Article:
Is it Worth it to Add a Sunroom to Your Home?

Don't Expect to Recoup the Full Expense

Chair in a sunroom
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Getty Images/John Keeble

 

While you might associate sitting in the sun with the warm-weather season, it’s during the dark cold winter months that you probably long to soak in the rays.

A sunroom, or an enclosed porch attached to your home, can allow you to bask in that daylight, no winter gear involved.

And a sunroom isn’t just useful in the winter. If you’ve ever tried to enjoy a sunset when the bugs are out in full force, you’ll understand the appeal of a screened-off area from which to enjoy the outdoors.

The costs of a sunroom vary widely, depending on the type of structure and materials you choose. Here’s a guide to your sunroom options, and how to decide what will add the most value to your home.

There are two main types of sunrooms, sometimes called conservatories or solariums.

  • Three-season: These are designed to be used in temperate weather, as they usually aren’t heated. Often, they’re built by adding an aluminum frame to an already-existing patio. The glass, which makes up about 75% to 90% of a typical sunroom, is generally standard single-pane.
  • Four-season: As the name suggests, this type of sunroom can be used all year, even in the winter. The frames are sturdier and better-insulated than three-season rooms, often made of reinforced aluminum or vinyl, and occasionally wood. They usually have heated floors, and may also have special energy-efficient windows. Not surprisingly, a four-season sunroom can cost up to twice as much as a three-season room.

Keep in mind that a four-season sunroom will also increase your heating bills, since you’ll be heating an additional room in your house.

What does a Sunroom Cost?

The cost of a sunroom depends on many factors, including how large it is, the type of roof you choose, the materials you use and what features you add, such as electrical wiring and heated floors. If you aren’t covering an existing patio, you’ll also need to pay for a building permit.

According to HomeAdvisor, most homeowners spend between $20,909 and $67,492 on sunrooms.

A solarium, or glass ceiling, will cost far more than asphalt shingles, and expanding your heating and cooling (HVAC) system to include the space will add at least $4,000 to the cost. On top of that, if you want to add electricity, you could end up adding up to $500 for the cost of hiring a certified electrician—on top of costs of up to more than $1,000 for various fixtures.

Energy-efficient windows can also be pricey, but you’ll partly recoup that expense by reducing your ongoing heating costs.

Because labor typically makes up $4,000 to $20,000 of the expense, if you’re willing and able to do most of the work yourself, you can save a lot of money on your sunroom addition. Additionally, if you build on an already-existing patio, you can save money since you won’t have to pay the $1,300 to $4,200 it costs to clear and prepare a site for your sunroom.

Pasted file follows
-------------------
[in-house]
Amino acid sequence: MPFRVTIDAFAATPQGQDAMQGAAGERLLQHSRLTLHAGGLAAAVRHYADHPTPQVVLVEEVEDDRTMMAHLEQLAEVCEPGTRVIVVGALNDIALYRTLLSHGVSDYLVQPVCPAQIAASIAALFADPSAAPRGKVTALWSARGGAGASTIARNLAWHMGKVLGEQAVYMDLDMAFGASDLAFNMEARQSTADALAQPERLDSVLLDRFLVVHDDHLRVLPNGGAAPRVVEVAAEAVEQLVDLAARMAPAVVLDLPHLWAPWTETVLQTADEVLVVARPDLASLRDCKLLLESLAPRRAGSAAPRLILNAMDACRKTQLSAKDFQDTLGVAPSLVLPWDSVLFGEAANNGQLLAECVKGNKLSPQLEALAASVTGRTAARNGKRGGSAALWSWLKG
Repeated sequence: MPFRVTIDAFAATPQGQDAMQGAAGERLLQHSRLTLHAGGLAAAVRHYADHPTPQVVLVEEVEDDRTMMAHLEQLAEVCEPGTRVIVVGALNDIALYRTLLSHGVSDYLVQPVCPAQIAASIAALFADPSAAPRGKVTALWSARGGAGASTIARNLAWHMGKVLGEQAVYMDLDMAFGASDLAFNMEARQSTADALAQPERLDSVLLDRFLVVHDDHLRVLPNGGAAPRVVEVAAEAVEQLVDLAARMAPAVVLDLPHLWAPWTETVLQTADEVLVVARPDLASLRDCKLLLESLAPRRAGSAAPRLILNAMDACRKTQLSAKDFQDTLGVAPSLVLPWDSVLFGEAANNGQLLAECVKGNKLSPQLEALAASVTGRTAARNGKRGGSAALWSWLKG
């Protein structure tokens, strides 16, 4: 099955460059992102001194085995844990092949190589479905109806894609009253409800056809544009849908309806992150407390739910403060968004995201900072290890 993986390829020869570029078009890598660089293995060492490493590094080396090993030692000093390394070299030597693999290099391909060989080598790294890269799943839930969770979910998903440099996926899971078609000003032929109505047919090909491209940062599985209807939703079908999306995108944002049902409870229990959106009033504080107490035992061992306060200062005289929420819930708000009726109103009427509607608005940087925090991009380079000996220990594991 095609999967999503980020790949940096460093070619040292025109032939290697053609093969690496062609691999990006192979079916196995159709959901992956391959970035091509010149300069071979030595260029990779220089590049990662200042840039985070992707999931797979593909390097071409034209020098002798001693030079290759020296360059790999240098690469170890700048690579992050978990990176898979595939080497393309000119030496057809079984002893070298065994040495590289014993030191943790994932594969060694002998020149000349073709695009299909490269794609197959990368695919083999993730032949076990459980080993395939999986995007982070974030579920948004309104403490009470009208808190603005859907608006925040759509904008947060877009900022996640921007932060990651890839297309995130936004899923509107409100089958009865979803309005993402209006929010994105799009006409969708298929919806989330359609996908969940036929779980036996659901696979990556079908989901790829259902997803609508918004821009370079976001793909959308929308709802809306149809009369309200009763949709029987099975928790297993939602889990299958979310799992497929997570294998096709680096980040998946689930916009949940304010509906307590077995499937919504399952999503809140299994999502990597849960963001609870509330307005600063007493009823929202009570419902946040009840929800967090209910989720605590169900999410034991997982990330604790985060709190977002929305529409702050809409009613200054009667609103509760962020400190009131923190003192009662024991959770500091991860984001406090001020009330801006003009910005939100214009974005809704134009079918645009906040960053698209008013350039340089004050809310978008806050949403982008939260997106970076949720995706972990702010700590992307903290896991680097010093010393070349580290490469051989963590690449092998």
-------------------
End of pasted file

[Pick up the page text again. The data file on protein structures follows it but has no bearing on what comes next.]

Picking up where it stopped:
You can also save money by choosing lower-cost materials. For example, asphalt shingles for a roof typically cost less than using a glass roof. A sliding glass door is likely to cost less than french doors leading to your sunroom. Finally, you can spend thousands of dollars adding decor and finishing touches.

If you want a simple way to install a DIY sunroom, it’s possible to buy a prefabricated kit, for as little as $5,000—or as much as $30,000. Look for a warranty on the kit, and check to see if the company provides an option to install it for you. While it might save you money to manage the installation on your own, there are some potential downsides.

When you do the work yourself, you run the risk that the outcome won’t be as good as the professional version. You could make mistakes that affect your home’s structure, and you might end up needing to make more frequent repairs. Plus, in some cases, DIY installation leads to the sunroom not lasting as long as it could. 

While there’s plenty to love about sunrooms, adding major value to your home isn’t one of them.

According to HomeAdvisor, you’re only likely to see an increase in value equal to about half of what you spend. In other words, if you spend $25,000 to add a sunroom to your home, you’re only likely going to increase the value of the house by about $12,500. 

To decide how much it’s worth investing, think about how you’ll use the sunroom. If you live in a milder climate, an unheated space may suffice. If you live in a climate that has harsh, long winters, a four-season sunroom might be a better choice.

Plus, if your sunroom is heated, you can grow a variety of plants in your sunroom year-round, further enhancing the space.

Regardless, while you might not be recoup your full monetary investment from a sunroom, keep in mind that the enjoyment it provides offers value as well.

Article Sources

  1. Patio Enclosures: Differences Between Three Season and Four Season Rooms

  2. DoItYourself:6 Sunroom Glass Types

  3. Patriot Sunrooms & Home Solutions: Four Season Sunroom Materials

  4. HomeAdvisor: Sunroom Addition Prices

  5. Gardening Know-How: Plants For Sunrooms: Enjoying Sunroom Plants Year Round